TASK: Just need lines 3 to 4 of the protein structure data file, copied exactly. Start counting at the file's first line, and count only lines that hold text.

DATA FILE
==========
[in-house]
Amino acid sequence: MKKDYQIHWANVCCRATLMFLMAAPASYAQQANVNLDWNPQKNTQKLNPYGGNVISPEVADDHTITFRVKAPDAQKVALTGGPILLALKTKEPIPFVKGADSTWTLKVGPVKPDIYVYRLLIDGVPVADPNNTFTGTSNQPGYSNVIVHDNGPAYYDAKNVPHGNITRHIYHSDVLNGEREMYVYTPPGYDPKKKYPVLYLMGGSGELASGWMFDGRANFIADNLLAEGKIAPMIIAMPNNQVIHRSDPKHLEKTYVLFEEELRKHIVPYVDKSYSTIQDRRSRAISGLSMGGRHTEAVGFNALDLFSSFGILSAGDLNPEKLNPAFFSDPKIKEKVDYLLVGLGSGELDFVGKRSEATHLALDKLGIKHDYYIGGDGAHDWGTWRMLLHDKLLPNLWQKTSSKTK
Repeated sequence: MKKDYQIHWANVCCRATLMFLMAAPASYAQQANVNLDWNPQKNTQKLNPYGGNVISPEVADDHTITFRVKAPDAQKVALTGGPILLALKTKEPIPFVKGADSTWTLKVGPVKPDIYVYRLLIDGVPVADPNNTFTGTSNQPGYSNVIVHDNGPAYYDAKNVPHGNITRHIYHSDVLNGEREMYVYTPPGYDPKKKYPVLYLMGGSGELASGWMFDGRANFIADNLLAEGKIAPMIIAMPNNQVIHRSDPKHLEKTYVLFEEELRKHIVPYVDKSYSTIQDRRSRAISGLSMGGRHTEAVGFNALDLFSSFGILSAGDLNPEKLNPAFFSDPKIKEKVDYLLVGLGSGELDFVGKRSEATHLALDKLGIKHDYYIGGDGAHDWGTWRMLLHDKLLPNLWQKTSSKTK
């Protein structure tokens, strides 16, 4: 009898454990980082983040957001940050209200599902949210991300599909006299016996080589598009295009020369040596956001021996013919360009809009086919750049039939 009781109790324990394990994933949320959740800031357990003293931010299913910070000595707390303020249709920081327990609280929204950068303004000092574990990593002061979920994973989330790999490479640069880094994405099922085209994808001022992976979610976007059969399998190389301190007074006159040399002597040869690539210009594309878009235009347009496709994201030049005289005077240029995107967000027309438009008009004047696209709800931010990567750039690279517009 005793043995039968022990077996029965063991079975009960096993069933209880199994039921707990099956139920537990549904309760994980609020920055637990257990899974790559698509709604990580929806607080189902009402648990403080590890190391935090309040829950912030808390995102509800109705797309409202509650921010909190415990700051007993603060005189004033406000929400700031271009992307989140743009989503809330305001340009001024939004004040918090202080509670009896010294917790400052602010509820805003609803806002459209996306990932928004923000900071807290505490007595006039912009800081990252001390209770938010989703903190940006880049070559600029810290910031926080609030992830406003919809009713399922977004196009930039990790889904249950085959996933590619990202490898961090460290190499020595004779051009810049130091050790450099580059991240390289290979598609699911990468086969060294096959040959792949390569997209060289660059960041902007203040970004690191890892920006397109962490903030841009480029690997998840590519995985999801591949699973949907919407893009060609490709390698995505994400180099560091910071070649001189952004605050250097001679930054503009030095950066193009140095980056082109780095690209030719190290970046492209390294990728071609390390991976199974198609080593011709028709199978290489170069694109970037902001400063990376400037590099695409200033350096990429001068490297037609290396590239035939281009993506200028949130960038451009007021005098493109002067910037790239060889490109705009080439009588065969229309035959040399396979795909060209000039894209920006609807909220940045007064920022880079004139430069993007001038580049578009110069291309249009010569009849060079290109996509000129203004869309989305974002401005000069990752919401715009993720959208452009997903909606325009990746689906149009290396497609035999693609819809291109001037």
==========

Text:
Repeated sequence: MKKDYQIHWANVCCRATLMFLMAAPASYAQQANVNLDWNPQKNTQKLNPYGGNVISPEVADDHTITFRVKAPDAQKVALTGGPILLALKTKEPIPFVKGADSTWTLKVGPVKPDIYVYRLLIDGVPVADPNNTFTGTSNQPGYSNVIVHDNGPAYYDAKNVPHGNITRHIYHSDVLNGEREMYVYTPPGYDPKKKYPVLYLMGGSGELASGWMFDGRANFIADNLLAEGKIAPMIIAMPNNQVIHRSDPKHLEKTYVLFEEELRKHIVPYVDKSYSTIQDRRSRAISGLSMGGRHTEAVGFNALDLFSSFGILSAGDLNPEKLNPAFFSDPKIKEKVDYLLVGLGSGELDFVGKRSEATHLALDKLGIKHDYYIGGDGAHDWGTWRMLLHDKLLPNLWQKTSSKTK
């Protein structure tokens, strides 16, 4: 009898454990980082983040957001940050209200599902949210991300599909006299016996080589598009295009020369040596956001021996013919360009809009086919750049039939 009781109790324990394990994933949320959740800031357990003293931010299913910070000595707390303020249709920081327990609280929204950068303004000092574990990593002061979920994973989330790999490479640069880094994405099922085209994808001022992976979610976007059969399998190389301190007074006159040399002597040869690539210009594309878009235009347009496709994201030049005289005077240029995107967000027309438009008009004047696209709800931010990567750039690279517009 005793043995039968022990077996029965063991079975009960096993069933209880199994039921707990099956139920537990549904309760994980609020920055637990257990899974790559698509709604990580929806607080189902009402648990403080590890190391935090309040829950912030808390995102509800109705797309409202509650921010909190415990700051007993603060005189004033406000929400700031271009992307989140743009989503809330305001340009001024939004004040918090202080509670009896010294917790400052602010509820805003609803806002459209996306990932928004923000900071807290505490007595006039912009800081990252001390209770938010989703903190940006880049070559600029810290910031926080609030992830406003919809009713399922977004196009930039990790889904249950085959996933590619990202490898961090460290190499020595004779051009810049130091050790450099580059991240390289290979598609699911990468086969060294096959040959792949390569997209060289660059960041902007203040970004690191890892920006397109962490903030841009480029690997998840590519995985999801591949699973949907919407893009060609490709390698995505994400180099560091910071070649001189952004605050250097001679930054503009030095950066193009140095980056082109780095690209030719190290970046492209390294990728071609390390991976199974198609080593011709028709199978290489170069694109970037902001400063990376400037590099695409200033350096990429001068490297037609290396590239035939281009993506200028949130960038451009007021005098493109002067910037790239060889490109705009080439009588065969229309035959040399396979795909060209000039894209920006609807909220940045007064920022880079004139430069993007001038580049578009110069291309249009010569009849060079290109996509000129203004869309989305974002401005000069990752919401715009993720959208452009997903909606325009990746689906149009290396497609035999693609819809291109001037």